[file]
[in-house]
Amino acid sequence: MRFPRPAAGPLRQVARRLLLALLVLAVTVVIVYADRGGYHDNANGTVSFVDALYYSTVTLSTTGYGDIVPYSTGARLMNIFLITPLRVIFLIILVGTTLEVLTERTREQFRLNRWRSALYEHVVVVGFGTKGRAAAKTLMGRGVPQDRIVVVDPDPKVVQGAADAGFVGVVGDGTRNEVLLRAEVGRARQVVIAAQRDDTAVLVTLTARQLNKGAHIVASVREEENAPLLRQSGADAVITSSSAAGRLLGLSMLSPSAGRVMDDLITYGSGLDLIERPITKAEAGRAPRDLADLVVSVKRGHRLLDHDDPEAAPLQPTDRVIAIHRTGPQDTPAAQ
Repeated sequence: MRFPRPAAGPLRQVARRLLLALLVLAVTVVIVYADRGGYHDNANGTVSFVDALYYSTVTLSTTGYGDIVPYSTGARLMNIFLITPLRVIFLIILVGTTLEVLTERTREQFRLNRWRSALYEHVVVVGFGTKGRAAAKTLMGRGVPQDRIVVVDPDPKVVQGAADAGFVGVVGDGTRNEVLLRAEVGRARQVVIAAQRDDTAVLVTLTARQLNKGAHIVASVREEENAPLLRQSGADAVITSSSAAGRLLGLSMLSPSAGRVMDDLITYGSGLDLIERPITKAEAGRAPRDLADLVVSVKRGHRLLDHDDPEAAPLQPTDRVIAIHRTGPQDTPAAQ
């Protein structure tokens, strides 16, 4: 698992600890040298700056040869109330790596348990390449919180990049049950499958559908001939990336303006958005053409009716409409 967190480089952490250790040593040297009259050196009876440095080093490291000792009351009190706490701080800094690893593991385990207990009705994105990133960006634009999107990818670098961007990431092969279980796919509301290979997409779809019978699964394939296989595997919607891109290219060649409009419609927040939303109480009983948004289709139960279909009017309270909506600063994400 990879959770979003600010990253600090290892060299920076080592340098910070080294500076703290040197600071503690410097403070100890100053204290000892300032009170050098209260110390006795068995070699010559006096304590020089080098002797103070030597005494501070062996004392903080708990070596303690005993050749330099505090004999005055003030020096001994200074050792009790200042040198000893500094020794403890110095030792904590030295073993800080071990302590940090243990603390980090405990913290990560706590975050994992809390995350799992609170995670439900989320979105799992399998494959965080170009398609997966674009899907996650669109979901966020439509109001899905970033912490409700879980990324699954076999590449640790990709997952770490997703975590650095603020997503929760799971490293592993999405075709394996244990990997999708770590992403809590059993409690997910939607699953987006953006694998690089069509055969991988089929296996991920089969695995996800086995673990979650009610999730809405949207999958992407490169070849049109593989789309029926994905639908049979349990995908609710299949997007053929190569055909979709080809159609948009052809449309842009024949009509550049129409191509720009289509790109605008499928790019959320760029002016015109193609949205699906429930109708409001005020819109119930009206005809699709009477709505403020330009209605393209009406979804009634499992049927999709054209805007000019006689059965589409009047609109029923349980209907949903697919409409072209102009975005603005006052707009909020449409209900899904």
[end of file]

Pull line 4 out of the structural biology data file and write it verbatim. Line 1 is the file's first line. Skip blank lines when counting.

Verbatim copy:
């Protein structure tokens, strides 16, 4: 698992600890040298700056040869109330790596348990390449919180990049049950499958559908001939990336303006958005053409009716409409 967190480089952490250790040593040297009259050196009876440095080093490291000792009351009190706490701080800094690893593991385990207990009705994105990133960006634009999107990818670098961007990431092969279980796919509301290979997409779809019978699964394939296989595997919607891109290219060649409009419609927040939303109480009983948004289709139960279909009017309270909506600063994400 990879959770979003600010990253600090290892060299920076080592340098910070080294500076703290040197600071503690410097403070100890100053204290000892300032009170050098209260110390006795068995070699010559006096304590020089080098002797103070030597005494501070062996004392903080708990070596303690005993050749330099505090004999005055003030020096001994200074050792009790200042040198000893500094020794403890110095030792904590030295073993800080071990302590940090243990603390980090405990913290990560706590975050994992809390995350799992609170995670439900989320979105799992399998494959965080170009398609997966674009899907996650669109979901966020439509109001899905970033912490409700879980990324699954076999590449640790990709997952770490997703975590650095603020997503929760799971490293592993999405075709394996244990990997999708770590992403809590059993409690997910939607699953987006953006694998690089069509055969991988089929296996991920089969695995996800086995673990979650009610999730809405949207999958992407490169070849049109593989789309029926994905639908049979349990995908609710299949997007053929190569055909979709080809159609948009052809449309842009024949009509550049129409191509720009289509790109605008499928790019959320760029002016015109193609949205699906429930109708409001005020819109119930009206005809699709009477709505403020330009209605393209009406979804009634499992049927999709054209805007000019006689059965589409009047609109029923349980209907949903697919409409072209102009975005603005006052707009909020449409209900899904």